Muslim Canadians proudest of Canada; face high levels of discrimination, survey finds

A boy puts on his head dress at the Muslim Association of Canada's Eid celebration that marks the end of the holiday of Ramadan at the Metro Convention Centre in Toronto on Tuesday, August 30, 2011. THE CANADIAN PRESS/Aaron Vincent Elkaim

Canadian Muslims have an overwhelmingly strong sense of pride in Canada despite facing higher levels of discrimination than experienced by the general population, according to a new survey.

In fact Canada’s Muslims have a stronger send of pride in the country than non-Muslims.

The Canada wide survey of 600 Muslims conducted by the Environics Institute found 83 per cent say they are “very proud” to be Canadian, despite the 35 per cent who report having experienced discrimination or been treated unfairly in the past five years.

READ MORE: Hate crimes against Muslim-Canadians more than doubled in 3 years

By contrast, a separate survey of nearly 1,000 non-Muslims found only 73 per cent of respondents were “very proud” to be Canadian.

The survey conducted between November 2015 and January 2016 by Environics was a follow-up to the first-ever survey on the country’s Muslim population from 10 years ago in 2006.

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What are Muslims proud of Canada?

Twenty-four per cent said freedom and democracy followed by 22 per cent who said the country’s multiculturalism and diversity. Nine per cent said Canada’s peaceful/stable country.

Perhaps not surprisingly the number one thing Muslims like the least about Canada is the cold weather, while 25 per cent said they couldn’t name anything they disliked about Canada.

But nine per cent cited discrimination and the treatment of Muslims as the thing they like the least.

READ MORE: Muslim community starts ‘Demystify Islam’ campaign across Canada

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Kathy Bullock from the Tessellate Institute,  one of the study partners, said the findings of the survey showed that Muslims across the country had the same sources of pride as non-Muslims.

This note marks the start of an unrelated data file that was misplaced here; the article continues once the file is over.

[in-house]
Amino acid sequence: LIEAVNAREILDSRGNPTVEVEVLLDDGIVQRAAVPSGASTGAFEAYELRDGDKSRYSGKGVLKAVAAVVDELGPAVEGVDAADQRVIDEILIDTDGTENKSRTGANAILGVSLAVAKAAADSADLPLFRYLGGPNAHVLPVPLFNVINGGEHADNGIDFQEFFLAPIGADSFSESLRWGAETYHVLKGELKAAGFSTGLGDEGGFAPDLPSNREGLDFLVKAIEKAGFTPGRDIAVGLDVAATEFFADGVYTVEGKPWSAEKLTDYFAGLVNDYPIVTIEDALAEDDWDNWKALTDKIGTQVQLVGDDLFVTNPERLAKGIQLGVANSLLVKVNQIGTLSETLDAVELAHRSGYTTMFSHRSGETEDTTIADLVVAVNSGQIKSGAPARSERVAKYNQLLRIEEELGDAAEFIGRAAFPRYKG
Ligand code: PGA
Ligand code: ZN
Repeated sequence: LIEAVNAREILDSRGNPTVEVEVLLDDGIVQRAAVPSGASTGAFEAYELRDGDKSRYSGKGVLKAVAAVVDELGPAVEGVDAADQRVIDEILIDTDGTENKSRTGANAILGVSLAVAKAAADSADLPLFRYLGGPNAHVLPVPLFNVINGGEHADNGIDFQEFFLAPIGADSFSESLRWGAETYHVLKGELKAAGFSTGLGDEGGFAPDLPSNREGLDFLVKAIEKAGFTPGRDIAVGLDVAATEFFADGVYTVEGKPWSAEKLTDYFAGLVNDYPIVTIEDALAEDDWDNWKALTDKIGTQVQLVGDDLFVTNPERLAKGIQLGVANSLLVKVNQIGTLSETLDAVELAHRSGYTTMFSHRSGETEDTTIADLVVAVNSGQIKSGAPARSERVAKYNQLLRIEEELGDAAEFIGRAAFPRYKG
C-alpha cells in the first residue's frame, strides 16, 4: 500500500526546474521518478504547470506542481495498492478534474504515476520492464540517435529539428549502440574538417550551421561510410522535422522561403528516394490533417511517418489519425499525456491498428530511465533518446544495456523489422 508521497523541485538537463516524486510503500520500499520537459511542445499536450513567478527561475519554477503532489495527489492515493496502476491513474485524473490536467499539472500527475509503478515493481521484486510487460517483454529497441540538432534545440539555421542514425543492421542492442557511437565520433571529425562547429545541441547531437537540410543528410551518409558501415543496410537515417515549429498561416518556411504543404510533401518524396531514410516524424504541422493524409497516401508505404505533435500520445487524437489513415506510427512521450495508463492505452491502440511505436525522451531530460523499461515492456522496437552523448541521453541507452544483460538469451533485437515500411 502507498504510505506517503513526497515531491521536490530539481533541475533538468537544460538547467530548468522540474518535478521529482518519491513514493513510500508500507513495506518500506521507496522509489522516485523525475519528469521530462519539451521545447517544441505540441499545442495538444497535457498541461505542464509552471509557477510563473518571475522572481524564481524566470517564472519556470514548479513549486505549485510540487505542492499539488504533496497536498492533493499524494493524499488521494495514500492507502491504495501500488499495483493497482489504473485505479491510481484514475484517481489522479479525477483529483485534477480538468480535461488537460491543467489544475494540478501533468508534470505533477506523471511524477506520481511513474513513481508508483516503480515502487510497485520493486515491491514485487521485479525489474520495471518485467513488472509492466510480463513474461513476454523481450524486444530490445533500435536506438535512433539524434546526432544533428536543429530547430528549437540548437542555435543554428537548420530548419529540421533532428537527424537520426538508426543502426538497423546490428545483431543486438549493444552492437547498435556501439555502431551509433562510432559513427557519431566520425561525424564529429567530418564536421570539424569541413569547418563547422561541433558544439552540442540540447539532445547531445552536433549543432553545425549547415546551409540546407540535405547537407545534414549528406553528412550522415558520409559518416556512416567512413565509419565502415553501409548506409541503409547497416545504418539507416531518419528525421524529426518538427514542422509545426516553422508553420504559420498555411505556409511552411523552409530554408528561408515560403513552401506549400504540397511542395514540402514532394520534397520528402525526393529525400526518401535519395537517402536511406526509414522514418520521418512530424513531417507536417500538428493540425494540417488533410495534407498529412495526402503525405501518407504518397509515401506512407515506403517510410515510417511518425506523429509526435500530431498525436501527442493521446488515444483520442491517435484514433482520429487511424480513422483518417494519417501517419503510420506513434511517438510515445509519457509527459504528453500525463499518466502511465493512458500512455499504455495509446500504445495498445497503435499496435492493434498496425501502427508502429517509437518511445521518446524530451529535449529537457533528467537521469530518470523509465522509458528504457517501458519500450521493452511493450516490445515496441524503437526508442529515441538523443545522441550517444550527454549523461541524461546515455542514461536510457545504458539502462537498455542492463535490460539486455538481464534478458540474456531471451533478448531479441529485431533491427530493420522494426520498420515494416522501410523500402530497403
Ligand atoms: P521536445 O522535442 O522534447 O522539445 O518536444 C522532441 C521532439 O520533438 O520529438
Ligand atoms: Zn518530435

“We saw this thread, this theme of a community that felt proud to be Canadian. Of feeling that they belong to Canada,” said Bullock, noting that both groups surveyed listed freedom, democracy and multiculturalism as reasons for liking Canada. “In mainstream media we tend to hear more of the negative discourse, but this [survey] was overwhelmingly more encouraging and more positive.”

High levels of discrimination

However, Bullock said one of the concerning findings was the high levels of discrimination experienced by the Muslim community.

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Thirty-five per cent of respondents said discrimination and the way they are treated by the public is the top issue and another 35 per cent say they expect future generations to face more anti-Muslim discrimination.

The survey also found 62 per cent of Muslims reported being very or somewhat worried about discrimination, with that number rising to 72 per cent among young Muslims and 83 per cent among Canadian-born Muslims.

Another 78 per cent of those surveyed say they are worried about how the media portrays Muslims in Canada. Although, 84 per cent of Muslims said they are treated better in Canada than in other Western countries — up seven points from 2006.

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An investigation by Global News earlier this month found that hate crimes targeting Muslim-Canadians more than doubled between 2012 and 2014 — even as the total number of hate crimes dropped. In 2014, police forces across the country recorded 99 religiously motivated hate crimes against Muslims — up from 45 in 2012, according to numbers from Statistics Canada.

Bullock said she hopes this report contributes to building better relations between the Muslim community and Canada at large.

“When we asked Muslim respondents where they experienced discrimination they tended to be in areas of public space like public transit, the workplace, school and university,” she said. “If people can feel assured to know that 83 per cent [of] Muslims are very proud to be Canadian, very high sense of belonging … then hopefully that will help drain away some of the discrimination.”
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The 2016 survey was conducted in partnership with several civic groups including the Tessellate Institute, the Canadian Race Relations Foundation, the Inspirit Foundation, the Olive Tree Foundation, and Calgary-based Think for Actions.

The survey by Environics Institute was conducted with a representative sample through telephone interviews of Muslims age 18 and older, between Nov. 19 2015 and Jan. 23. 2016 The margin of error is +/- four per cent, in 19 out of 20 samples.

The survey of non-Muslims was also conducted by phone using a representative sample of 987 individuals, 18 or older, between Feb. 6 2016 and Feb. 15. 2016 The margin of error is considered +/-  3.1 per cent, in 19 out of 20 samples.

*With a file from Anna Mehler Paperny

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